Conflicts about wildlife are usually portrayed and understood as resulting from the negative impacts of wildlife on human livelihoods or property. However, a greater depth of analysis reveals that many instances of human-wildlife conflict are often better understood as people-people conflict, wherein there is a clash of values between different human groups. Understanding Conflicts About Wildlife unites academics and practitioners from across the globe to develop a holistic view of these interactions. It considers the political and social dimensions of 'human-wildlife conflicts' alongside effective methodological approaches, and will be of value to academics, conservationists and policy makers.
Introduction: Complex Problems: Using a Biosocial Approach to Understanding Human-Wildlife Interactions
Catherine M. Hill
Chapter 1. Towards a Framework for Understanding the Social Dimension of Human-Wildlife Conflict in the 21st Century
Phyllis C. Lee
Chapter 2. Block, Push or Pull? Three Responses to Monkey Crop-Raiding in Japan
Chapter 3. Unintended Consequences in Conservation: How Conflict Mitigation May Raise the Conflict Level
Chapter 4. Human-Wildlife Conflict: an Overlooked Historical Context for the UK Bovine TB Problem
Chapter 5. Savage Values: Conservation and Personhood in Southern Suriname
Chapter 6?. Wildlife Value Orientations as an Approach to Understanding the Social Context of Human-Wildlife Conflict
?Alia M. Dietsch, Michael Manfredo and Tara L. Teel ?
Chapter 7. A Long Term Comparison of Local Perceptions of Crop Loss to Wildlife at Kibale National Park, Uganda: Exploring Consistency Across Individuals and Sites
Lisa Naughton-Treves, Jessica L’Roe, Andrew L’Roe and Adrian Treves
Chapter 8. Conservation Conflict Transformation: Addressing the Missing Link in Wildlife Conservation
Francine Madden and Brian McQuinn
Chapter 9. Engaging Farmers and Understanding Their Behaviour to Develop Effective Deterrents to Crop Damage by Wildlife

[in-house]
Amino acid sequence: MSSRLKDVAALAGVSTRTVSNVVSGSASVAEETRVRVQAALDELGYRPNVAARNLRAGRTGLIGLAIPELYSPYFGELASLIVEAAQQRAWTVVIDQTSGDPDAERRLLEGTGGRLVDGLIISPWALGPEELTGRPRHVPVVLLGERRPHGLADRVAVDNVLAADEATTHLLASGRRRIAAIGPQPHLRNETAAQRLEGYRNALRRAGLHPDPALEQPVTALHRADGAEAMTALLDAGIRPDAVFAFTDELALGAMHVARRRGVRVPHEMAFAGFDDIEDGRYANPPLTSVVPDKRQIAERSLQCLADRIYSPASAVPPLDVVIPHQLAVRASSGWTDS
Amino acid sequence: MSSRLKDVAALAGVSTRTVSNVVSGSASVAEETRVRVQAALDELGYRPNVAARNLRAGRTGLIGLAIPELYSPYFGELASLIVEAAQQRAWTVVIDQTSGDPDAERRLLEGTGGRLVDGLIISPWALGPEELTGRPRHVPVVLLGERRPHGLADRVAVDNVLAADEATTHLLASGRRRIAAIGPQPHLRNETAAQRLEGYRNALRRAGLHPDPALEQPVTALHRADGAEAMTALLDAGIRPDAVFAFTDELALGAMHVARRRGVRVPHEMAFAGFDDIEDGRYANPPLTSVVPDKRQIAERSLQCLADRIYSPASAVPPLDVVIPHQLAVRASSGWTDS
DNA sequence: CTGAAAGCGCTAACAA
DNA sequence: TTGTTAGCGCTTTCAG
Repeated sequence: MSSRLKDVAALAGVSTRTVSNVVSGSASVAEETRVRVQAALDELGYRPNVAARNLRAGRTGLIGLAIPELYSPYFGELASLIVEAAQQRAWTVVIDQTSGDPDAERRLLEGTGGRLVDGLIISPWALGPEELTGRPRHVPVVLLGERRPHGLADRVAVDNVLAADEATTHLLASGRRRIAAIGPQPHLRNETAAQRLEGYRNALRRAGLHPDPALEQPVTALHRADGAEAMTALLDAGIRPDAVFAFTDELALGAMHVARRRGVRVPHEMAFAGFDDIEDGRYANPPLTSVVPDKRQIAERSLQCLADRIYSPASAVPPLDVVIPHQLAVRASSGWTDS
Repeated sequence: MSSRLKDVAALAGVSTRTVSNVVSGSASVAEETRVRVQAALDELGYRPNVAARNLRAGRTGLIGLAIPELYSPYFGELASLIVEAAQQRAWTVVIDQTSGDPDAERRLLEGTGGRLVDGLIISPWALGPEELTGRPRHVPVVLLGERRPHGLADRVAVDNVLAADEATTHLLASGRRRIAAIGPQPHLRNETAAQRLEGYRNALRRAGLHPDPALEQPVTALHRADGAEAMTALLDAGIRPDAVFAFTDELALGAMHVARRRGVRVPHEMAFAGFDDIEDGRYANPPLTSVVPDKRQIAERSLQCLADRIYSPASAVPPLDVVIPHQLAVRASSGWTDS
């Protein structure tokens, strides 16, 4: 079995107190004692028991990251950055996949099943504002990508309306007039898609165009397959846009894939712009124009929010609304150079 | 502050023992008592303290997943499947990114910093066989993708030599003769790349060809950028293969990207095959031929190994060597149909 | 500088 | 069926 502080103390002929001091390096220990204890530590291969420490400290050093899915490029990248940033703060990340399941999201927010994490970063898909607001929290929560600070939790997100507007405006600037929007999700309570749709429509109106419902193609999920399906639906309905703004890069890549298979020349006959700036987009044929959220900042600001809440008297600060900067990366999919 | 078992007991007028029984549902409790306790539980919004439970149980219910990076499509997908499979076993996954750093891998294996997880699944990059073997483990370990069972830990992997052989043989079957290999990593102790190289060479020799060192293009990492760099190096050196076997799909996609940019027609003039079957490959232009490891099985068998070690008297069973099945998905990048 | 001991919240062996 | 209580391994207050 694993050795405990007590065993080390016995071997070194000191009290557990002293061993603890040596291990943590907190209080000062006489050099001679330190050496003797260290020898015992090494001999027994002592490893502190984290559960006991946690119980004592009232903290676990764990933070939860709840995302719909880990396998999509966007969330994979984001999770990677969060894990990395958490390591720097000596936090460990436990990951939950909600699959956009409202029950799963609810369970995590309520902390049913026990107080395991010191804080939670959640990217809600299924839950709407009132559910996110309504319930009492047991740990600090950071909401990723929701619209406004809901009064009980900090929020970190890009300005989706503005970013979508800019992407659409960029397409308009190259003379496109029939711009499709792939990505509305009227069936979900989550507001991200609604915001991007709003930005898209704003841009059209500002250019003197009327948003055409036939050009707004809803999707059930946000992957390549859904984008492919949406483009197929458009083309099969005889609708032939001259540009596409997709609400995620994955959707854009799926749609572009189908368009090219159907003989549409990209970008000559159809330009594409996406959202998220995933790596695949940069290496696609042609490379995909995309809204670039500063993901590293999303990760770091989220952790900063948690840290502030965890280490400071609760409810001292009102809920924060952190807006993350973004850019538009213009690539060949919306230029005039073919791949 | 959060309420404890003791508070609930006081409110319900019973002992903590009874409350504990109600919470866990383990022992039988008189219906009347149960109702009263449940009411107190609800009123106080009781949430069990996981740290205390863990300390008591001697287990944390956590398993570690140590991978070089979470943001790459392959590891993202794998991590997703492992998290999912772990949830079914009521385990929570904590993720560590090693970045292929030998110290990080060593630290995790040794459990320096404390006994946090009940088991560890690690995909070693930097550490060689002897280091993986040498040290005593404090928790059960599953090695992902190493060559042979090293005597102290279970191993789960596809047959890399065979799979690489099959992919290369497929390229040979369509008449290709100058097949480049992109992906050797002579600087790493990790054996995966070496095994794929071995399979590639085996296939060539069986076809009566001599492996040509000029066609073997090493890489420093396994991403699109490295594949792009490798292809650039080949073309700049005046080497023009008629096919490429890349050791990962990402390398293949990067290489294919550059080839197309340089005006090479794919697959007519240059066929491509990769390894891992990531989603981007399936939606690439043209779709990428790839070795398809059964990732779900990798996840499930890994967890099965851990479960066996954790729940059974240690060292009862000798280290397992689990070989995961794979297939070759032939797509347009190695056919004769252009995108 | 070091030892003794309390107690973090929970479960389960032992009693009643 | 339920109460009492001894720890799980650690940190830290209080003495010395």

Graham E. Wallace and Catherine M. Hill
Chapter 10. Using Geographic Information Systems (GIS) at Sites of Negative Human-Wildlife Interactions (HWI): Current Applications and Future Developments
Amanda D. Webber, Stewart Thompson, Neil Bailey and Nancy E. C. Priston
Catherine M. Hill is Professor of Anthropology in the Department of Social Sciences, Oxford Brookes University. Her main areas of research are people-wildlife interactions and conservation and local communities. Prior to her current appointment she was a lecturer in Biological Anthropology in the Department of Anthropology, University of Durham (1994-2000) and the Demonstrator in Human Ecology, Institute of Biological Anthropology, Oxford University (1991-1993).
Amanda D. Webber is a Lecturer in Conservation Science at Bristol Zoological Society. She is also an Honorary Research Associate at Oxford Brookes University. Her research focuses on human-wildlife interactions and she is interested in people's perceptions of wildlife (particularly urban or 'pest' species) and the development of co-existence strategies.
Nancy E. C. Priston is an Honorary Research Associate at Oxford Brookes University. Her research examines human-wildlife conflict with a predominantly interdisciplinary approach, incorporating both the perspectives of wildlife and local people.
"This timely volume is a must read for students, academics, researchers, and conservation practitioners and wildlife managers. It not only aims to raise awareness of the human-human conflict dimensions that often underlie or aggravate people-wildlife co-existence, but provides readers with useful approaches in addressing these."
– Tatyana Humle, University of Kent
"This book is excellent and essential reading for anyone interested in human-wildlife coexistence, including researchers at all levels, conservation professionals, policy makers and funders. The editors and authors of this volume advocate convincingly for a radical change in measures taken to understand human-wildlife interactions, calling for a biosocial approach, and the integration of social and natural sciences."
– Joanna M. Setchell, Durham University